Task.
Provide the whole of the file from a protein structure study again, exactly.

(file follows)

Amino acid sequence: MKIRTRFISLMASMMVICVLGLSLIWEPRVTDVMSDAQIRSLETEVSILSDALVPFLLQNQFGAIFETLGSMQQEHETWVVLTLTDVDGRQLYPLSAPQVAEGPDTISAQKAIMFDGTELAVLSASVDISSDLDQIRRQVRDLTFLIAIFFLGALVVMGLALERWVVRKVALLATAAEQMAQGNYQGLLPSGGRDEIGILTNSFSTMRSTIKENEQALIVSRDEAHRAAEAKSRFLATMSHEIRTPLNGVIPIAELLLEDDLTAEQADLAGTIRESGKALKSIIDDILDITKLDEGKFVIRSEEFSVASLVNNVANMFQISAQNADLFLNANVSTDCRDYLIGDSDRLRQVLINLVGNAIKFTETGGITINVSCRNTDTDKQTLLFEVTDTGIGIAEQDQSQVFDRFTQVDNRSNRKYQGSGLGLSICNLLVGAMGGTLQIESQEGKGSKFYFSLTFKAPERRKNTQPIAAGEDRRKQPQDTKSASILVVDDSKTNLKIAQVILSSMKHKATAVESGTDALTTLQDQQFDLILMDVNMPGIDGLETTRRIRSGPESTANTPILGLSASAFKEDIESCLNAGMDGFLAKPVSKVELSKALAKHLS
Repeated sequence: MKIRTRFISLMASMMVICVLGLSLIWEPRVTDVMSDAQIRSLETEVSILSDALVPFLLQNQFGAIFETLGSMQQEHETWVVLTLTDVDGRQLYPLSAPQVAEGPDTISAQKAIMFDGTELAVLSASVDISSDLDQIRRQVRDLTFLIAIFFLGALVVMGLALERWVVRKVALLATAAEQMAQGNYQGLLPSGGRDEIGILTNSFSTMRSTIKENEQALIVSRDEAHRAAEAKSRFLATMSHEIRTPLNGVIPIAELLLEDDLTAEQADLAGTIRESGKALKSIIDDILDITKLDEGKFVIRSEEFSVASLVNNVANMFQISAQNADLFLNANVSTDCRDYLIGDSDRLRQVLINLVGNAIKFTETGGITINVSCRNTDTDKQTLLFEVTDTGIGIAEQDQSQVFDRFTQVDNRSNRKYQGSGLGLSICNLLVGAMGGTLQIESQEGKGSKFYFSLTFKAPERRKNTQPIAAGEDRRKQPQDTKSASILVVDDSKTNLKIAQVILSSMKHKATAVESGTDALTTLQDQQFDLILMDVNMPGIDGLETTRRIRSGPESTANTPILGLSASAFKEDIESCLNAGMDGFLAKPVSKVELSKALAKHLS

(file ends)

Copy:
Amino acid sequence: MKIRTRFISLMASMMVICVLGLSLIWEPRVTDVMSDAQIRSLETEVSILSDALVPFLLQNQFGAIFETLGSMQQEHETWVVLTLTDVDGRQLYPLSAPQVAEGPDTISAQKAIMFDGTELAVLSASVDISSDLDQIRRQVRDLTFLIAIFFLGALVVMGLALERWVVRKVALLATAAEQMAQGNYQGLLPSGGRDEIGILTNSFSTMRSTIKENEQALIVSRDEAHRAAEAKSRFLATMSHEIRTPLNGVIPIAELLLEDDLTAEQADLAGTIRESGKALKSIIDDILDITKLDEGKFVIRSEEFSVASLVNNVANMFQISAQNADLFLNANVSTDCRDYLIGDSDRLRQVLINLVGNAIKFTETGGITINVSCRNTDTDKQTLLFEVTDTGIGIAEQDQSQVFDRFTQVDNRSNRKYQGSGLGLSICNLLVGAMGGTLQIESQEGKGSKFYFSLTFKAPERRKNTQPIAAGEDRRKQPQDTKSASILVVDDSKTNLKIAQVILSSMKHKATAVESGTDALTTLQDQQFDLILMDVNMPGIDGLETTRRIRSGPESTANTPILGLSASAFKEDIESCLNAGMDGFLAKPVSKVELSKALAKHLS
Repeated sequence: MKIRTRFISLMASMMVICVLGLSLIWEPRVTDVMSDAQIRSLETEVSILSDALVPFLLQNQFGAIFETLGSMQQEHETWVVLTLTDVDGRQLYPLSAPQVAEGPDTISAQKAIMFDGTELAVLSASVDISSDLDQIRRQVRDLTFLIAIFFLGALVVMGLALERWVVRKVALLATAAEQMAQGNYQGLLPSGGRDEIGILTNSFSTMRSTIKENEQALIVSRDEAHRAAEAKSRFLATMSHEIRTPLNGVIPIAELLLEDDLTAEQADLAGTIRESGKALKSIIDDILDITKLDEGKFVIRSEEFSVASLVNNVANMFQISAQNADLFLNANVSTDCRDYLIGDSDRLRQVLINLVGNAIKFTETGGITINVSCRNTDTDKQTLLFEVTDTGIGIAEQDQSQVFDRFTQVDNRSNRKYQGSGLGLSICNLLVGAMGGTLQIESQEGKGSKFYFSLTFKAPERRKNTQPIAAGEDRRKQPQDTKSASILVVDDSKTNLKIAQVILSSMKHKATAVESGTDALTTLQDQQFDLILMDVNMPGIDGLETTRRIRSGPESTANTPILGLSASAFKEDIESCLNAGMDGFLAKPVSKVELSKALAKHLS